On March 25, the people of the Strathfield district braved the rain to vote in the election and celebrated their victory at Club Burwood RSL.
Returned candidate Jason Yat-Sen Li retained the seat with a 7.6 per cent swing to Labor, previously holding it with a margin of 5.2 per cent.
By 8 pm on election day, Burwood was buzzing with excitement at Labor’s election night party with volunteers and supporters, dressed in trademark red t-shirts, gathered to await the election results.
Among those present were Burwood Mayor John Faker and Strathfield Deputy Mayor Karen Pensabene.
Cheers broke out as Li arrived and was greeted with handshakes and hugs from supporters, volunteers and his campaign team, many of them Asian, including a group of Chinese volunteers from the University of Sydney.
Silvia Wang said she supported Labor because their policies are more friendly to international students. “They have better immigration policies that are good for us to stay in Australia,” Wang said.
Tony Liang, another Sydney University international student, said he chose to support Li because as a Chinese immigrant it was necessary to get involved in politics. “Chinese people as a minority need to maintain political influence,” Liang, a new Zealand resident, said.
Labor’s policies won the support of many Chinese-heritage voters who welcomed plans to improve the education and health systems, and end privatisation of public services.
Strathfield voters also supported Li’s commitment to these policies and his focus on promoting economic development and building green and livable communities.
As the night wore on, the excitement continued to rise as the Labor win became certain. Li took to the stage to share this hard-won joy with Labor supporters and the audience, a new beginning for the Labor Party.
“It’s a bit surreal. It will probably hit me tomorrow morning. It’s really exciting,” the re-elected Strathfield MP said.
Strathfield citizens braved the rain to vote
Despite the inclement weather, voters arrived in droves at the Ashfield Civic Centre before it closed at 6pm. Volunteers from various political parties, including Liberal, Labor and Greens, also turned up to distribute voting posters to support their candidates.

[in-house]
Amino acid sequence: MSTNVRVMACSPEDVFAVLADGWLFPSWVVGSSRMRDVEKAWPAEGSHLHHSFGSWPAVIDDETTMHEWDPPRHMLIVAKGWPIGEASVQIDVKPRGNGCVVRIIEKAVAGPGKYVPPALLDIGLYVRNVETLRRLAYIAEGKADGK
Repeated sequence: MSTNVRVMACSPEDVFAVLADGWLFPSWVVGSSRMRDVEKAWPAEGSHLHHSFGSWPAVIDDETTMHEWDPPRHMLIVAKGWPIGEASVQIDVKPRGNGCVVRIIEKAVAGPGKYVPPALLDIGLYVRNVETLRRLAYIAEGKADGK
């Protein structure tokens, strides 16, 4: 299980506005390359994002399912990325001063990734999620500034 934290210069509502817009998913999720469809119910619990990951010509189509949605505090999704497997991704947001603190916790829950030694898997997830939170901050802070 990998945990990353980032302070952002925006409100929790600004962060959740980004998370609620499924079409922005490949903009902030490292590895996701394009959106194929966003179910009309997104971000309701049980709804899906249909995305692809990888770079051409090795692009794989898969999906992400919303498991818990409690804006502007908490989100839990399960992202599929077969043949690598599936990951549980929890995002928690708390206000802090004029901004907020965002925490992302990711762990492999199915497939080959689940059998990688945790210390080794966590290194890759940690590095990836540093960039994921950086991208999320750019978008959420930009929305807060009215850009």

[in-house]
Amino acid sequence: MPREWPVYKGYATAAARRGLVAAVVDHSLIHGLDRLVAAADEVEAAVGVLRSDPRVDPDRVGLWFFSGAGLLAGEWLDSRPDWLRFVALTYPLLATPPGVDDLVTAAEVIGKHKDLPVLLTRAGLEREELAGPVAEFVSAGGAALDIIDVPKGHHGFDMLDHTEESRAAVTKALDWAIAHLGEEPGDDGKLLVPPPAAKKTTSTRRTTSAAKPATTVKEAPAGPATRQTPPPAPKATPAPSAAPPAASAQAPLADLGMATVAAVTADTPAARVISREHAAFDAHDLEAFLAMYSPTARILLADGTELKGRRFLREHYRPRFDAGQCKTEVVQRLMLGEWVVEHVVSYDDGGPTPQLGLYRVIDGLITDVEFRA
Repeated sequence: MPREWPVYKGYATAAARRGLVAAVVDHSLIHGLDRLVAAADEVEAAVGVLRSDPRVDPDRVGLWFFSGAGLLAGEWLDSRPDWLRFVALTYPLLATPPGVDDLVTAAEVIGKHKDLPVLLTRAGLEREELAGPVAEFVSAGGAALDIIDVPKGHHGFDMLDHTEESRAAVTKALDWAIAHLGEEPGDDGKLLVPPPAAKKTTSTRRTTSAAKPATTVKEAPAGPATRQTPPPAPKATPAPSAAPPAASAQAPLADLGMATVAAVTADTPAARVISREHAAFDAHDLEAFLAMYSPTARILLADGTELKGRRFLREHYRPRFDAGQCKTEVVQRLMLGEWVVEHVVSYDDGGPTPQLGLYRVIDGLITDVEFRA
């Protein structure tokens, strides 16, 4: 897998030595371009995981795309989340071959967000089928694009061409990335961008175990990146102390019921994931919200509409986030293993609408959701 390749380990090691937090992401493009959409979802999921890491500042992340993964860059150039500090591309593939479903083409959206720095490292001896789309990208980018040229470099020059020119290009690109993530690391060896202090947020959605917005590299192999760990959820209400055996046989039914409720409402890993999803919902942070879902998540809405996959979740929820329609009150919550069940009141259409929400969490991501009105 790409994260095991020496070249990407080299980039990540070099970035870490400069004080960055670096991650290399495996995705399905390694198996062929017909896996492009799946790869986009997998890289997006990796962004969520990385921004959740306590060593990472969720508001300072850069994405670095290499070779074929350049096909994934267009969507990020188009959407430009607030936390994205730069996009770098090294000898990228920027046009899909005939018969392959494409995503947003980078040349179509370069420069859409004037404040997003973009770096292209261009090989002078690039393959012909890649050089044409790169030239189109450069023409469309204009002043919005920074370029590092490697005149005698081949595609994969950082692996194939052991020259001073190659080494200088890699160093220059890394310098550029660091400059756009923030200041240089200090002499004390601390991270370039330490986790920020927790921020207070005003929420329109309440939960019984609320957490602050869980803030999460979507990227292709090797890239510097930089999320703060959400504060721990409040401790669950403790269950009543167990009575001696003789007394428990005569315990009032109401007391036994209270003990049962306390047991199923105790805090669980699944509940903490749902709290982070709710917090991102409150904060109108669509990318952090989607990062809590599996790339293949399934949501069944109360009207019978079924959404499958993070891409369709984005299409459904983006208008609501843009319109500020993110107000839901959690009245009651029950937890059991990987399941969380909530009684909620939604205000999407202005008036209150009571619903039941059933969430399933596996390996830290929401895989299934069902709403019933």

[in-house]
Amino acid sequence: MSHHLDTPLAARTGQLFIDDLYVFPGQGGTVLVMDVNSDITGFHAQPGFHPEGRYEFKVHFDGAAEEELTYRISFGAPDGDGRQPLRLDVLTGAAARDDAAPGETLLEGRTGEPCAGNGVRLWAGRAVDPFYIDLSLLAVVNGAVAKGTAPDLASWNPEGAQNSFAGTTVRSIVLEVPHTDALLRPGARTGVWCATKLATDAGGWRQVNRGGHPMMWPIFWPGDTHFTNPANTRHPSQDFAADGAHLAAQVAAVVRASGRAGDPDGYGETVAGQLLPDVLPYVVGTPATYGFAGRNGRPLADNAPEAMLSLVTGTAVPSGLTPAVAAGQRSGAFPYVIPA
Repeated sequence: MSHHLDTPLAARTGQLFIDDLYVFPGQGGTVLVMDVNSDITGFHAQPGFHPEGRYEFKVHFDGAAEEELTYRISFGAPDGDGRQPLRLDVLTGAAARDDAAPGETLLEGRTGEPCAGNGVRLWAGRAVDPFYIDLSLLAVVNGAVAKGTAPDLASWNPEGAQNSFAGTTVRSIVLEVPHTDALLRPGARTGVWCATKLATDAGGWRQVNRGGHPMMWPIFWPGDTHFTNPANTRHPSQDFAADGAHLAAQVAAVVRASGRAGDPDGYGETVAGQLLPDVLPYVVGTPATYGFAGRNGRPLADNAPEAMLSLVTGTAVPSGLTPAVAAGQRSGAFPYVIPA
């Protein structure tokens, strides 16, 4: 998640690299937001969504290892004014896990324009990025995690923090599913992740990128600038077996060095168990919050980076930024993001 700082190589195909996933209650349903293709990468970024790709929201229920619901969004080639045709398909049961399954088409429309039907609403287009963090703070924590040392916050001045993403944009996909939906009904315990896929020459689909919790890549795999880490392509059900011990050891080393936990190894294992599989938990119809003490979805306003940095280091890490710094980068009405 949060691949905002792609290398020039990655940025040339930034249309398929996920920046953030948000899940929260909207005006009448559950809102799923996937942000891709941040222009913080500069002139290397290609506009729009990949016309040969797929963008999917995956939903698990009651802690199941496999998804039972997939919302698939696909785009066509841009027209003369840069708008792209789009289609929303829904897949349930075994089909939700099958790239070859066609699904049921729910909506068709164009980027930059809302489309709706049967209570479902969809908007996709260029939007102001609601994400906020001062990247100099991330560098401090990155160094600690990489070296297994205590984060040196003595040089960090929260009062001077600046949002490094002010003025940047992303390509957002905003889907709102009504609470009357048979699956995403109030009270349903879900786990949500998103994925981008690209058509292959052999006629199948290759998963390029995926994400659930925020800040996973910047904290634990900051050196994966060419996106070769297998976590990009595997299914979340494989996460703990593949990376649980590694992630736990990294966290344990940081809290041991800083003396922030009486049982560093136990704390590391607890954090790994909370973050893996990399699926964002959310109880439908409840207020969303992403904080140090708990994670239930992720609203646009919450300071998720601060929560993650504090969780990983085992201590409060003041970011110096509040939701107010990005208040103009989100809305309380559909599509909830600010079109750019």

On election day, David Kelly and his wife volunteered to campaign for Labor at the polls.
“About 20 people took our leaflets today,” he said. “Our party has a good record in this area. We have very good candidates.
“I first met Jason, the Labor candidate, in Beijing when we worked together for a while, and he is a very responsible person.”
Sally Gibson, who ran as an Independent for Brighton in Victoria’s November election, travelled to NSW to support the independents.
“I supported the Greens for 20 years,” Gibson said. “I had formed some of my own ideas around the climate and government corruption, and [I felt] the Greens were not being strong enough so I decided to stand as an independent.”
Gibson also said that, like Victoria, NSW voters are becoming apathetic. “A lot of apathy and a lot of people are turning off because they basically don’t trust politicians anymore.”
Greens party supporter Sarah Newman said she had mainly voted Labor in the past, but felt the party did not sufficiently support the community.
“My vote is a protest,” she said. “The Greens have been very proactive on education and what they would do to improve it.”
She said the Greens’ policies also tackle the rental crisis and environmental issues. “Labor won’t lose, but I want them to know their choices do have consequences.”